The data loader

You also need to make sure that when you are converting the ILookup/IDictionary, the key is the same for the LoadAsync. The library will use it to map the collections of results back to the entities. In this case, we are using x => x.Country as the key of the result(x.Country is actually of type Guid, represents the id of the country for the destination) which would map back to the ctx.Source.Id which is the id of the country we used to filter destinations by. The key for look up

As a result the following query

query {
    countryTopQuery{
        countries{
            countryName
            currencyCode
            name
            destinations{
                name
            }
        }
    }
}

Has triggered the following SOLR queries

10920 22:26:04 INFO  Solr Query - ?q=*:*&rows=2147483647&fl=countryname_s,currencycode_s,_name,_group,_uniqueid,_datasource&fq=((_latestversion:(True) AND parsedlanguage_s:(english_australia)) AND _template:(9c7c84fe4c51469e9693ed3ac375dfda))&fq=_indexname:(jq_countries_web_index)

10920 22:26:04 INFO  Solr Query - ?q=(country_s:(b2669fd14a4a48e1b60084187870ac44) OR (country_s:(67865f242c1c42f49d22f691fcce4510) OR (country_s:.......(3fab15b2db8040c98ff657c35825b02e) OR (country_s:(2e61d08332de499a85b9b9269dff499f) OR country_s:(4cb2a8fc3ed34bac88561165ac983542)))))))&rows=2147483647&fq=parsedlanguage_s:(english_australia)&fq=_indexname:(jq_destinations_web_index)

One query for each type. The first one is for countries and the second one is for destinations filtered by their countryIds.

Move filtering to ORM

I am little disappointed to see that, you have to deal with the arguments your self. In other words, you need to write the logic for the filtering on each of the collections. In other words, you have to declare the applicable arguments for a collection, and then, write your own logic to handle them. For example, when you want to filter items by their names.

QueryBuilder

A good practice is to do the filtering in SQL/Index queries, rather than loading all items in memory and then do the filtering, which ended up over-fetching useless data. So I reckon have a queryBuilder would be beneficial in this case. The queryBuilder is an object which holds all the filter related values. And we can pass it to the async method, which will be responsible to compose the query based on the queryBuilder.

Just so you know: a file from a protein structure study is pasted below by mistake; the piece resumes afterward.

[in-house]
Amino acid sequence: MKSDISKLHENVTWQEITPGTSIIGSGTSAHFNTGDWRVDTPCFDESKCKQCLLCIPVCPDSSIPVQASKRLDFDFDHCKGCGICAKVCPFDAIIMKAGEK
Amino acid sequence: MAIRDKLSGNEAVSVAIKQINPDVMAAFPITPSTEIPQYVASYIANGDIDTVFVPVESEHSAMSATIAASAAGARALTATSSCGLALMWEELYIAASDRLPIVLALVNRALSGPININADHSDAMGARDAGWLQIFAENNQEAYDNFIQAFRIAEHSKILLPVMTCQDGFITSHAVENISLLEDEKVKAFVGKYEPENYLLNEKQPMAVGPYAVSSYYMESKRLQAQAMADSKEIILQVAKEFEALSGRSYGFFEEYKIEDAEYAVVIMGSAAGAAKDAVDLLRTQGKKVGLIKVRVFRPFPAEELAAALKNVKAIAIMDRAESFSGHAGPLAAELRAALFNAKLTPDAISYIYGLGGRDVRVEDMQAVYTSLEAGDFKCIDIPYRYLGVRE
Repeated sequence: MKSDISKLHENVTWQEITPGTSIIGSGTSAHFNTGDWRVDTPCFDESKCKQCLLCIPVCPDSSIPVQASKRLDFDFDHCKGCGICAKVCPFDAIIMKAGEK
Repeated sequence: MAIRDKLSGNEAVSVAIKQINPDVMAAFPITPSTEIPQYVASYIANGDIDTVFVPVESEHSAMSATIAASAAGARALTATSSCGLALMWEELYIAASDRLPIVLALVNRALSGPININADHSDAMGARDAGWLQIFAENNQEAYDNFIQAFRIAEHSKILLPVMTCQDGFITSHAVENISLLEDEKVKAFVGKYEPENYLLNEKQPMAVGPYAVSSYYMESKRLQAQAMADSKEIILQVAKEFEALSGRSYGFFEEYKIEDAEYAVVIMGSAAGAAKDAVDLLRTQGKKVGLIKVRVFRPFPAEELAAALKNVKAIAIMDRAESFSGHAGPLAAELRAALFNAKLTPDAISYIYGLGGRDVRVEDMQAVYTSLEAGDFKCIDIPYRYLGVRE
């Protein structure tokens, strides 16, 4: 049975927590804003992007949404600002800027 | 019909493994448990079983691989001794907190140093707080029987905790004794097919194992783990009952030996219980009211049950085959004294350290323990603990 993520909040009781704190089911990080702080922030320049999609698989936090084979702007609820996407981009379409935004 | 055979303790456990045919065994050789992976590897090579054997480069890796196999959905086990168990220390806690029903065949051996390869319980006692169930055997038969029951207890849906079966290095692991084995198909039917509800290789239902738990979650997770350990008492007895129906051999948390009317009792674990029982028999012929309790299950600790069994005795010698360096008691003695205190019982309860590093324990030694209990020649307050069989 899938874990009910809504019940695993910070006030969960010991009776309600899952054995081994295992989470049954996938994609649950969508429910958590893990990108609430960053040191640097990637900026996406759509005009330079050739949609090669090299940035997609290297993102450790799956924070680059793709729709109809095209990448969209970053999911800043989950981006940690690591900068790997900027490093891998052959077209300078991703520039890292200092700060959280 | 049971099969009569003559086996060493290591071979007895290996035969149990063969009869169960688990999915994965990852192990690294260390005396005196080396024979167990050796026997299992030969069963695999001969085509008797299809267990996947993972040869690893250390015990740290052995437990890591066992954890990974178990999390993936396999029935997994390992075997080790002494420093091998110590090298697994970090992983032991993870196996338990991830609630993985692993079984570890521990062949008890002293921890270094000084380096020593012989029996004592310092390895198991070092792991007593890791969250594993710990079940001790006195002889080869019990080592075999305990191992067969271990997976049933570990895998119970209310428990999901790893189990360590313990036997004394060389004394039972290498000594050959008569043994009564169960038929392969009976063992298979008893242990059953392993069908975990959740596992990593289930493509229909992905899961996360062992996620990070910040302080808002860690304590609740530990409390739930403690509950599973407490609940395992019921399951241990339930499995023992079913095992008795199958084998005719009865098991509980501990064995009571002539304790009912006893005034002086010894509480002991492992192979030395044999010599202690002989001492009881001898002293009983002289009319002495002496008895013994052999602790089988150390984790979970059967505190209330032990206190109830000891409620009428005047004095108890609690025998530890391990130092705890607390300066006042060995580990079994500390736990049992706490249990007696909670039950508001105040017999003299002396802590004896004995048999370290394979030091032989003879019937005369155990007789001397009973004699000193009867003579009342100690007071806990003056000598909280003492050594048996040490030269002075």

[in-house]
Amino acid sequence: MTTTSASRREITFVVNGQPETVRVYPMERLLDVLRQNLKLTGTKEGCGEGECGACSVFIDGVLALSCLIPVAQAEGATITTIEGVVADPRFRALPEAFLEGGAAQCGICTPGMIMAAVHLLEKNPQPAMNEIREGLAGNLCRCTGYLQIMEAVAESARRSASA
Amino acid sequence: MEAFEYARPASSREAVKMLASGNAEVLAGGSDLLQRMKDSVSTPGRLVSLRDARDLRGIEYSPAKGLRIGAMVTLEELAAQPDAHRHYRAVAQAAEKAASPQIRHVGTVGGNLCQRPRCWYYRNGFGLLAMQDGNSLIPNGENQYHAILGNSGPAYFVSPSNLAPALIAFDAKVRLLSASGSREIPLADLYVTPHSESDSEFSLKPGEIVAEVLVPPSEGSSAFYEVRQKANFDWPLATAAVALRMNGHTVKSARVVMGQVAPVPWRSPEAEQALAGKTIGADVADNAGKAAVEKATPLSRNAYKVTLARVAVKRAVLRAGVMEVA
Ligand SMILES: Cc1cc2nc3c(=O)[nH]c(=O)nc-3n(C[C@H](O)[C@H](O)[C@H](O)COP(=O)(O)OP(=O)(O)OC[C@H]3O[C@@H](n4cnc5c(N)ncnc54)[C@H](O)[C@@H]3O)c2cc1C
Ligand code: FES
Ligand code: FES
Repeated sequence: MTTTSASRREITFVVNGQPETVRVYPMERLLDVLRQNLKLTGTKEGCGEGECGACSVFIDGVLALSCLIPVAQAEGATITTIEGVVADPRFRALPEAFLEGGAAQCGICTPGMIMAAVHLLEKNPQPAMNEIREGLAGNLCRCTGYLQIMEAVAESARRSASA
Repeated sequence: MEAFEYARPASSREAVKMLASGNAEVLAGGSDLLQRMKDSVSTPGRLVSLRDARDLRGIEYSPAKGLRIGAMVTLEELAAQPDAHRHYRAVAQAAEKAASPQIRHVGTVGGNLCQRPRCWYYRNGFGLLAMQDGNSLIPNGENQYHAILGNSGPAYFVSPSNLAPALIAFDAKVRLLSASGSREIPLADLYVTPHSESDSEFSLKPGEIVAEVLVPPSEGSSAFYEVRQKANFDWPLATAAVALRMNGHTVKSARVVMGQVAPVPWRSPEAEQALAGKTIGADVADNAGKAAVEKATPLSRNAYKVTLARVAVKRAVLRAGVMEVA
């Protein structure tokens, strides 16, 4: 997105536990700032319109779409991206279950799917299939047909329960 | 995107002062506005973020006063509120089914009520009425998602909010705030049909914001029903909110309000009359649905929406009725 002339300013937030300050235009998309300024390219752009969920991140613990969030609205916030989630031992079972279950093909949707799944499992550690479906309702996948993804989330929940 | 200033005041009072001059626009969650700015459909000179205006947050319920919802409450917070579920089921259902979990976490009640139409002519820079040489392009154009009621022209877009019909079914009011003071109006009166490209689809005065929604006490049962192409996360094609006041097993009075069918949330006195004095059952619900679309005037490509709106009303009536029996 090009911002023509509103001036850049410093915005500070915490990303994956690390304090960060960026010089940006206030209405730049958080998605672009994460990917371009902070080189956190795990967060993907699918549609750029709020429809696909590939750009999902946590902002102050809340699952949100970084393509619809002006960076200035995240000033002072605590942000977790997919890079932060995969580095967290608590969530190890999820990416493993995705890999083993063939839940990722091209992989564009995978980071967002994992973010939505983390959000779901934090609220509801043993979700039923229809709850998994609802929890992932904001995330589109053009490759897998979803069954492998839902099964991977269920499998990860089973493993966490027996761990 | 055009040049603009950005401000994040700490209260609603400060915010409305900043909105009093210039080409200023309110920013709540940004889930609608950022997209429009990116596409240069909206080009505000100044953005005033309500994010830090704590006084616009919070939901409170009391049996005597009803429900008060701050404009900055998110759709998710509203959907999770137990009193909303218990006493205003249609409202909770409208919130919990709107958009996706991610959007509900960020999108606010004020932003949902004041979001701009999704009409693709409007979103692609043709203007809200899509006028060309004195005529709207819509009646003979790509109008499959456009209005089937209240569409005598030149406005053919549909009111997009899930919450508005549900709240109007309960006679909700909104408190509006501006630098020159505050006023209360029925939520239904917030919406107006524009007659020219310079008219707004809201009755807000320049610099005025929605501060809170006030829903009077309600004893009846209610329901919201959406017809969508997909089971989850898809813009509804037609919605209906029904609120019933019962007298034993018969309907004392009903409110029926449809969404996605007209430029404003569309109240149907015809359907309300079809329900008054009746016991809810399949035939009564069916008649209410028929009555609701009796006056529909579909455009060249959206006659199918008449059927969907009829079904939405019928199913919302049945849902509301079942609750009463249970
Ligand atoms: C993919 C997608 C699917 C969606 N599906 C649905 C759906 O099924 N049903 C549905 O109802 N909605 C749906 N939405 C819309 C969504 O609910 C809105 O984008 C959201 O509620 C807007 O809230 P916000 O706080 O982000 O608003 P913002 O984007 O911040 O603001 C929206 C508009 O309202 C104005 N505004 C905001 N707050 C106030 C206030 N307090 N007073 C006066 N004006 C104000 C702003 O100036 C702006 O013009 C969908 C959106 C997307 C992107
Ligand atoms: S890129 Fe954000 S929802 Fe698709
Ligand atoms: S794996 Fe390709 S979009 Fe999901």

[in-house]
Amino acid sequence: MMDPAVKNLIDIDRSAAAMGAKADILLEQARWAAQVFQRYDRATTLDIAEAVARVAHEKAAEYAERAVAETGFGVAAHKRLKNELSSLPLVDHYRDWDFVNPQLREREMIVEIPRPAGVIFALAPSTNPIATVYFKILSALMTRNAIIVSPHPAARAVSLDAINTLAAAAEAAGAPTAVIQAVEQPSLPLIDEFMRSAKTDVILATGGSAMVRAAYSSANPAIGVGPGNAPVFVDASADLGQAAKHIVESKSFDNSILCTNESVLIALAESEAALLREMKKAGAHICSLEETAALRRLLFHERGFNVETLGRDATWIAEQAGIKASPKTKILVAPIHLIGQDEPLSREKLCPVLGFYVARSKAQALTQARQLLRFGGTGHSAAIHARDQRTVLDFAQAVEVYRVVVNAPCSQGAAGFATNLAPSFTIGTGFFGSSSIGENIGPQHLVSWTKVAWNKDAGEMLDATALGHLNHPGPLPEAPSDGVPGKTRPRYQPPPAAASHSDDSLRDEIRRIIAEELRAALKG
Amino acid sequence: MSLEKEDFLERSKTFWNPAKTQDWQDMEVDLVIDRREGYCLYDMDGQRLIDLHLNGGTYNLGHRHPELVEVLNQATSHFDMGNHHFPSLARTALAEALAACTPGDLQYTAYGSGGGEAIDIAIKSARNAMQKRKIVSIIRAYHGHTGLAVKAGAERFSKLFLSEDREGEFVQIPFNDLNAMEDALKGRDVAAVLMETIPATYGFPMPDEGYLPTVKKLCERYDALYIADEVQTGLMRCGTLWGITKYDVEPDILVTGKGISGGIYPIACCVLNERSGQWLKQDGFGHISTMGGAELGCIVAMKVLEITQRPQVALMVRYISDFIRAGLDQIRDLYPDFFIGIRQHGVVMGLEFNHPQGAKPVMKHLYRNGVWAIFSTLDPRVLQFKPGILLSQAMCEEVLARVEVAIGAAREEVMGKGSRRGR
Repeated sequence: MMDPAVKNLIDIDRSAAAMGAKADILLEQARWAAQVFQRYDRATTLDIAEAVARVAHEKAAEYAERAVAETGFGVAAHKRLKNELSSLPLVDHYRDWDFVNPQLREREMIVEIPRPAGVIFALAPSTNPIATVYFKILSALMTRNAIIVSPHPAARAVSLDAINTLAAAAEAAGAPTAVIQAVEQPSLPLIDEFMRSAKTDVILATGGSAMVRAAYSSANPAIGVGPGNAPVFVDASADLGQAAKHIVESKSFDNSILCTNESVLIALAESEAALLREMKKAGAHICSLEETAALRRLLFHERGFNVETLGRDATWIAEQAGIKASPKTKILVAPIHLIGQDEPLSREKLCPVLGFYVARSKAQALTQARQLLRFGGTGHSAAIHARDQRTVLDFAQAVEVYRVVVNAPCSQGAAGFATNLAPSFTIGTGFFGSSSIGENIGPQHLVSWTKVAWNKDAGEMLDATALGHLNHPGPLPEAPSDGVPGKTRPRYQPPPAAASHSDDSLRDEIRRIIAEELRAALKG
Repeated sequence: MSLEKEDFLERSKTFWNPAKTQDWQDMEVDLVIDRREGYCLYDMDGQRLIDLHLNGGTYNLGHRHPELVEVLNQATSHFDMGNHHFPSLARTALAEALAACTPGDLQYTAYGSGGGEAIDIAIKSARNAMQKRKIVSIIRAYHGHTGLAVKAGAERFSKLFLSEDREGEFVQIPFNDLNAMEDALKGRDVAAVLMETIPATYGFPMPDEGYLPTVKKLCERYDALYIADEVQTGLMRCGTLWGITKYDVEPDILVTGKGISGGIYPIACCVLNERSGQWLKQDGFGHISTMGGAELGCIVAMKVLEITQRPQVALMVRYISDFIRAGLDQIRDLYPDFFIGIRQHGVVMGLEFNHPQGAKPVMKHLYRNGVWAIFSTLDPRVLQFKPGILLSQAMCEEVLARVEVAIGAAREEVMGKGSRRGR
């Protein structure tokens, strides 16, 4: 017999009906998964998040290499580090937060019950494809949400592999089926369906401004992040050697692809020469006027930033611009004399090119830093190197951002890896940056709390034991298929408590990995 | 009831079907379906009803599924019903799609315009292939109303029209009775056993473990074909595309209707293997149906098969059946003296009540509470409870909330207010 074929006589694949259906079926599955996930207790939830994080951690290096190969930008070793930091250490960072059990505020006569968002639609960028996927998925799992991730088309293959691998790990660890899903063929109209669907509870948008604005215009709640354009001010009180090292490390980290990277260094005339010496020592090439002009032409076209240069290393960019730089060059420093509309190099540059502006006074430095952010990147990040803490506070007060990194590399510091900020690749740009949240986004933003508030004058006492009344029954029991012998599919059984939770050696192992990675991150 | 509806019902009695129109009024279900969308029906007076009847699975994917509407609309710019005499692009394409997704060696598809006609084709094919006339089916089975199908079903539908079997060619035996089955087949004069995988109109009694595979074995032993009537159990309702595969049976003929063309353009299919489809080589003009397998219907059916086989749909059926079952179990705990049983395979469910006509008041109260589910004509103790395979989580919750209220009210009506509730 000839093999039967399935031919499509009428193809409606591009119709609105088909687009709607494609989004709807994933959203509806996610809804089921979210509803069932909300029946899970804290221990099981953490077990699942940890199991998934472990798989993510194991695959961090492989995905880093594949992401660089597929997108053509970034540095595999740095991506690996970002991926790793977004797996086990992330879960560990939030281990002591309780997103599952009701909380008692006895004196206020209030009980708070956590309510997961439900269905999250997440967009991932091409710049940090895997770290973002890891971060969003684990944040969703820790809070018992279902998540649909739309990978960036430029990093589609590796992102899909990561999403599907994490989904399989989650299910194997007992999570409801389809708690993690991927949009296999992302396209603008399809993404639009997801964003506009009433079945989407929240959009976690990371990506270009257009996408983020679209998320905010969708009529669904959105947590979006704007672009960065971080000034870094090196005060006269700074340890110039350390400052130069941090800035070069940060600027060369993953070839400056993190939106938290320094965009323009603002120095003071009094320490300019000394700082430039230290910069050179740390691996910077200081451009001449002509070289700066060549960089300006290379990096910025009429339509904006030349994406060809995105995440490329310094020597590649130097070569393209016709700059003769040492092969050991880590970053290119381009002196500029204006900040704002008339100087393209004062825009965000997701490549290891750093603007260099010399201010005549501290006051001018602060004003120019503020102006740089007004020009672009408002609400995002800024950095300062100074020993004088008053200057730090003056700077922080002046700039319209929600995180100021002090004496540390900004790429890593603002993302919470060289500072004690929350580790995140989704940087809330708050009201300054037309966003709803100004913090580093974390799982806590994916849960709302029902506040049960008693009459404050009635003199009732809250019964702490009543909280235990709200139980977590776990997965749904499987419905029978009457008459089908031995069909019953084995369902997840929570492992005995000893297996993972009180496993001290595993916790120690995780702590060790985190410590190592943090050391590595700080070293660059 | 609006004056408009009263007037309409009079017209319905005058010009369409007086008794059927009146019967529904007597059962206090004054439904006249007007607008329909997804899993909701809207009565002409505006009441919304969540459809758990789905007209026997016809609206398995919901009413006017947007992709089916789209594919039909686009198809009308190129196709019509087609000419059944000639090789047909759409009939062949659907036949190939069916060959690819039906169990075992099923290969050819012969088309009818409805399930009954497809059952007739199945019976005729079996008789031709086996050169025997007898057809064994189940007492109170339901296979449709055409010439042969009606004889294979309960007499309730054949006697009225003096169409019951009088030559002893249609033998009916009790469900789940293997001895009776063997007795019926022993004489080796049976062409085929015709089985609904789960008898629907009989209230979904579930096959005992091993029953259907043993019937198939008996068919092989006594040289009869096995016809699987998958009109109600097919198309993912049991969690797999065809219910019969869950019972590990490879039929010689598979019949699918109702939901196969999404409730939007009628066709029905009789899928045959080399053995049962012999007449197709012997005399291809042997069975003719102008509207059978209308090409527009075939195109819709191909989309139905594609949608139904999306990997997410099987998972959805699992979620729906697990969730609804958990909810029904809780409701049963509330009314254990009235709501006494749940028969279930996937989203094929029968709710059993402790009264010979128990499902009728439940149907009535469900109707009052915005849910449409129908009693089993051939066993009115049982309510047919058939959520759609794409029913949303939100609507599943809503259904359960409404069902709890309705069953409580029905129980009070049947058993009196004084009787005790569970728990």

Show me your code

For example, when you want to be able to filter the list of Destinations of a country by name, this is what you have to do”:

Query builder

Then, in the async method: Usage of the query builder

  • Surely there are better ways to organize the logic using design patterns, this is just a POC. Don’t judge me! :)

By doing this, we can let the ORM to handle the filtering, so that as long as you are using LINQ query that can be translated by the ORM, the filtering will happen in DB/index queries.

As a result, for the following GraphQL query

query {
    countryTopQuery{
        countries{
            destinations(name:"Delhi"){
                name
            }
        }
    }
}

The following SOLR query will be fired to fetched the destinations whose name is Delhi with some other filters.

24656 22:33:16 INFO  Solr Query - ?q=((country_s:(b2669fd14a4a48e1b60084187870ac44) OR (country_s:.....................(2e61d08332de499a85b9b9269dff499f) OR country_s:(4cb2a8fc3ed34bac88561165ac983542)))) AND _name:(Delhi))&rows=2147483647&fq=parsedlanguage_s:(english_australia)&fq=_indexname:(jq_destinations_web_index)

Field projection

While moving filtering in ORM reduced the over-fetching for the number of rows, field projection would help with reducing the number of columns for each row.

Because most of the ORM would support doing the field projection using a MemberAssignment expression such as the following format.